Bash Shell Scripting

String

A string variable contains a sequence of text characters. It can include letters, numbers, symbols and punctuation marks. Some examples: abcde, 123, abcde 123, abcde-123, &acbde=%123.

String operators include those that do comparison, sorting, and finding the length. The following table demonstrates the use of some basic string operators:

Parts of a String

At times, you may not need to compare or use an entire string. To extract the first n characters of a string we can specify: ${string:0:n}. Here, 0 is the offset in the string (i.e., which character to begin from) where the extraction needs to start and n is the number of characters to be extracted.

To extract all characters in a string after a dot (.), use the following expression: ${string#*.}

Structure of the case Statement

Here is the basic structure of the case statement:


case expression in
   pattern1) execute commands;;
   pattern2) execute commands;;
   pattern3) execute commands;;
   pattern4) execute commands;;
   * )       execute some default commands or nothing ;;
esac

Looping Constructs

By using looping constructs, you can execute one or more lines of code repetitively, usually on a selection of values of data such as individual files. Usually, you do this until a conditional test returns either true or false, as is required.

Three type of loops are often used in most programming languages:


for
while
until

All these loops are easily used for repeating a set of statements until the exit condition is true.

The 'for' Loop

The for loop operates on each element of a list of items. The syntax for the for loop is:

for variable-name in list
do
    execute one iteration for each item in the list until the list is finished
done

In this case, variable-name and list are substituted by you as appropriate (see examples). As with other looping constructs, the statements that are repeated should be enclosed by do and done.

The screenshots here show an example of the for loop to print the sum of numbers 1 to 10.

The 'while' Loop

The while loop repeats a set of statements as long as the control command returns true. The syntax is:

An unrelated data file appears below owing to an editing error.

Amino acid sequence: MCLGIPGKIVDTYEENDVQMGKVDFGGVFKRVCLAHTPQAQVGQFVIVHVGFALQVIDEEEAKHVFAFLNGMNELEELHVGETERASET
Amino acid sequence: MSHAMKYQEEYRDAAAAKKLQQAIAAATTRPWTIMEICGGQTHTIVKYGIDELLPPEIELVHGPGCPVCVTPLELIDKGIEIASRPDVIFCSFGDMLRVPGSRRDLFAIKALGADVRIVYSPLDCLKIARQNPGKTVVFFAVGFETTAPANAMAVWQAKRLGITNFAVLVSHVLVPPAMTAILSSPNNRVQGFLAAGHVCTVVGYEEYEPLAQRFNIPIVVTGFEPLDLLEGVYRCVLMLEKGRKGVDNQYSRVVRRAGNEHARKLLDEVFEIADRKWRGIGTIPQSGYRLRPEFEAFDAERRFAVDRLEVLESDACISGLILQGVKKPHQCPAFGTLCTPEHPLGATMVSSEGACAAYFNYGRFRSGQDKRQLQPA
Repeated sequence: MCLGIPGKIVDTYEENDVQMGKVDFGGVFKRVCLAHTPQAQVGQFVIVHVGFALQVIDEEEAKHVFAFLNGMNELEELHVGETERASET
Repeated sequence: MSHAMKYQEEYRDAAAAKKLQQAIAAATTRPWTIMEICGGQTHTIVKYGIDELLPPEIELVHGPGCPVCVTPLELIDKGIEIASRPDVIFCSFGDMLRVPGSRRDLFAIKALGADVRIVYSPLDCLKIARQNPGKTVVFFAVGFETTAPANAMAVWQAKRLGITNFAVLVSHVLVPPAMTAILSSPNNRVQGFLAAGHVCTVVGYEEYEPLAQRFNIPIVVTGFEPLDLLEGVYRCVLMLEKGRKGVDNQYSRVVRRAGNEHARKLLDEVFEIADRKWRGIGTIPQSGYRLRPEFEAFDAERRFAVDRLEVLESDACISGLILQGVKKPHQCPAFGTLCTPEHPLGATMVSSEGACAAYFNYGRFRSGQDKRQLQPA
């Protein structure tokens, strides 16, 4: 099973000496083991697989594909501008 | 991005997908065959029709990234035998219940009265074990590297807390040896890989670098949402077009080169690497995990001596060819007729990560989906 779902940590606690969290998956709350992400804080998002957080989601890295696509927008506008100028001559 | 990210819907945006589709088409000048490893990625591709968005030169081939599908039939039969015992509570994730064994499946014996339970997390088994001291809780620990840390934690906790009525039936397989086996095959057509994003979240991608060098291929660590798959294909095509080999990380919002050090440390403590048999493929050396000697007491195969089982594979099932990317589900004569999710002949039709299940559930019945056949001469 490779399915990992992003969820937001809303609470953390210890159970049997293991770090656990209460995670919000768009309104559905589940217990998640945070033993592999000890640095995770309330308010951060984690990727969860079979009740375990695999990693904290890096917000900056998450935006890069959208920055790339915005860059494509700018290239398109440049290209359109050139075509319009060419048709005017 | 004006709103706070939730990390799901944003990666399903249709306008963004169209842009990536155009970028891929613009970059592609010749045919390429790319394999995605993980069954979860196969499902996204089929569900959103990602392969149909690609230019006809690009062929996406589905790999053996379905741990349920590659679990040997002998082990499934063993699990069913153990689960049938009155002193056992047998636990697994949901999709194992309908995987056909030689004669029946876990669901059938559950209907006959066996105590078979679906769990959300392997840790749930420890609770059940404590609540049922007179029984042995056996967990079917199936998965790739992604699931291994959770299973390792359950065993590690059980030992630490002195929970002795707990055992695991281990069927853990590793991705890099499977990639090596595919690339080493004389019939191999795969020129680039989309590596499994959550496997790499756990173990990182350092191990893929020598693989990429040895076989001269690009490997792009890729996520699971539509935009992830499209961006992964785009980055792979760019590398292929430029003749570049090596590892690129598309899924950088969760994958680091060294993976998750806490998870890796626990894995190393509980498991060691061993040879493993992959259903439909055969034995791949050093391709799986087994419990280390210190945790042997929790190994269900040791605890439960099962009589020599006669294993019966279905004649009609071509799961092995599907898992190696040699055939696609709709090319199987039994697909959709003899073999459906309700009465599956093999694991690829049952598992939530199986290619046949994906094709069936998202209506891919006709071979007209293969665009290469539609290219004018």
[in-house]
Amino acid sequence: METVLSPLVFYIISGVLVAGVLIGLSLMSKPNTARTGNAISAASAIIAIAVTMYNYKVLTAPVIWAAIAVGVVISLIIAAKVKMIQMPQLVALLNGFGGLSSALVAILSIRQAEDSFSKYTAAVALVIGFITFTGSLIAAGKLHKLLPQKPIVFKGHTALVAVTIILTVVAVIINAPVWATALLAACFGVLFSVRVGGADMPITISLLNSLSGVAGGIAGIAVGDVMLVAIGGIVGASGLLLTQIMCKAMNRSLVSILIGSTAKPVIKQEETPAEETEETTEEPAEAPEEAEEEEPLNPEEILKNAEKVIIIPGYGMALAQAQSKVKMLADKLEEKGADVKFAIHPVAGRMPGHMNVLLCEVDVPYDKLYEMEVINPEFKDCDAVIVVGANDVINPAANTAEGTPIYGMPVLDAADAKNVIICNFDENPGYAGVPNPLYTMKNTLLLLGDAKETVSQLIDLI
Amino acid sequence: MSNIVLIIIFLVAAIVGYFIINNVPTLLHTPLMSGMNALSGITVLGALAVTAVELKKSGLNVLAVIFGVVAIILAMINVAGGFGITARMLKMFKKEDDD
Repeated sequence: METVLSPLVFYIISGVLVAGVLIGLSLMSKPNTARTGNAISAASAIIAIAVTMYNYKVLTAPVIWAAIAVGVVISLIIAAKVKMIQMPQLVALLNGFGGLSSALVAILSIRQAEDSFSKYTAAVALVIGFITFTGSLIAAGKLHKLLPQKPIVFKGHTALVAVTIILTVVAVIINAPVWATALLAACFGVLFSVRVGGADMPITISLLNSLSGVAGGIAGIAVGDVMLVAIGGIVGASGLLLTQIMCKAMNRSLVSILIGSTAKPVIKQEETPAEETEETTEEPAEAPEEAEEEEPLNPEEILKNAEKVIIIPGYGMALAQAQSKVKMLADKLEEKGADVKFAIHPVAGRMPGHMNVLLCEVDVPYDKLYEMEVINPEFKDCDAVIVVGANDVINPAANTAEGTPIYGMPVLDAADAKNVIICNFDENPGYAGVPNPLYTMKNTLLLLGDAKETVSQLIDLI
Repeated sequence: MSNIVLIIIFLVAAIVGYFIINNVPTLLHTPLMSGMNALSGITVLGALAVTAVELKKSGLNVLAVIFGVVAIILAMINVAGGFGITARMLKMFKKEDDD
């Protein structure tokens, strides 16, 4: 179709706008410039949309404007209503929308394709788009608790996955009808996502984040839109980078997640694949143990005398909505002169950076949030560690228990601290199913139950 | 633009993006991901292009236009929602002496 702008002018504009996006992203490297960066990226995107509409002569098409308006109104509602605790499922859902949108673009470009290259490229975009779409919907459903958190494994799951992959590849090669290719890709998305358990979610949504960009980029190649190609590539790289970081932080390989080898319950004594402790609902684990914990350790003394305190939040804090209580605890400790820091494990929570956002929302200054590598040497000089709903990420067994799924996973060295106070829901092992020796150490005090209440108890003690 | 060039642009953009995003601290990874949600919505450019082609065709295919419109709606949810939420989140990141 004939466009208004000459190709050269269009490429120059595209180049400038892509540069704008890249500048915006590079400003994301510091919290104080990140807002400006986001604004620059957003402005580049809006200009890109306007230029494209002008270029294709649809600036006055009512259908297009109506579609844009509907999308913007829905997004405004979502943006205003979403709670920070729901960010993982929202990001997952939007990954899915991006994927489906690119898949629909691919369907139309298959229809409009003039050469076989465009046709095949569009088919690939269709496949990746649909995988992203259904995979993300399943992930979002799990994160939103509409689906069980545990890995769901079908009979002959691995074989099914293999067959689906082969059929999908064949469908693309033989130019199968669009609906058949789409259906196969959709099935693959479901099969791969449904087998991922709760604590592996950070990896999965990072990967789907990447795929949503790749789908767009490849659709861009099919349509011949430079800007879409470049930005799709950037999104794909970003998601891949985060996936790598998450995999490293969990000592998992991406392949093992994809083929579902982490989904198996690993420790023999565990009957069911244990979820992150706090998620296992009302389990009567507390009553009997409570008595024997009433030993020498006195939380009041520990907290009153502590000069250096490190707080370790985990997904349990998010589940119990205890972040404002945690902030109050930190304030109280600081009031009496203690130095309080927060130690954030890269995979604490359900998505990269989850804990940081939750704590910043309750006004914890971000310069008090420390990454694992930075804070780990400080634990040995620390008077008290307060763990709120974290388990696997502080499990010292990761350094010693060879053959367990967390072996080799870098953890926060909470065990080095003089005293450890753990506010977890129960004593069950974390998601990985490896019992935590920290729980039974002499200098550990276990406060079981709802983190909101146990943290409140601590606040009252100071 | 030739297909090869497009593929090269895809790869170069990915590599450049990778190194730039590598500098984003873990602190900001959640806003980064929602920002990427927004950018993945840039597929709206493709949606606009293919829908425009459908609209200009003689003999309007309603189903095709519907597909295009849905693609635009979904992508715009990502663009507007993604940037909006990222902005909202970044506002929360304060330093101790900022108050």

while condition is true
do
    Commands for execution
    ----
done

The set of commands that need to be repeated should be enclosed between do and done. You can use any command or operator as the condition. Often, it is enclosed within square brackets ([]).

The 'until' loop

The until loop repeats a set of statements as long as the control command is false. Thus, it is essentially the opposite of the while loop. The syntax is:


until condition is false
do
    Commands for execution
    ----
done

Redirecting Errors to File and Screen

In UNIX/Linux, all programs that run are given three open file streams when they are started as listed in the table:

Using redirection, we can save the stdout and stderr output streams to one file or two separate files for later analysis after a program or command is executed.

Creating Temporary Files and Directories

Consider a situation where you want to retrieve 100 records from a file with 10,000 records. You will need a place to store the extracted information, perhaps in a temporary file, while you do further processing on it.

Temporary files (and directories) are meant to store data for a short time. Usually, one arranges it so that these files disappear when the program using them terminates. While you can also use touch to create a temporary file, this may make it easy for hackers to gain access to your data.

The best practice is to create random and unpredictable filenames for temporary storage. One way to do this is with the mktemp utility, as in the following examples.

The XXXXXXXX is replaced by the mktemp utility with random characters to ensure the name of the temporary file cannot be easily predicted and is only known within your program.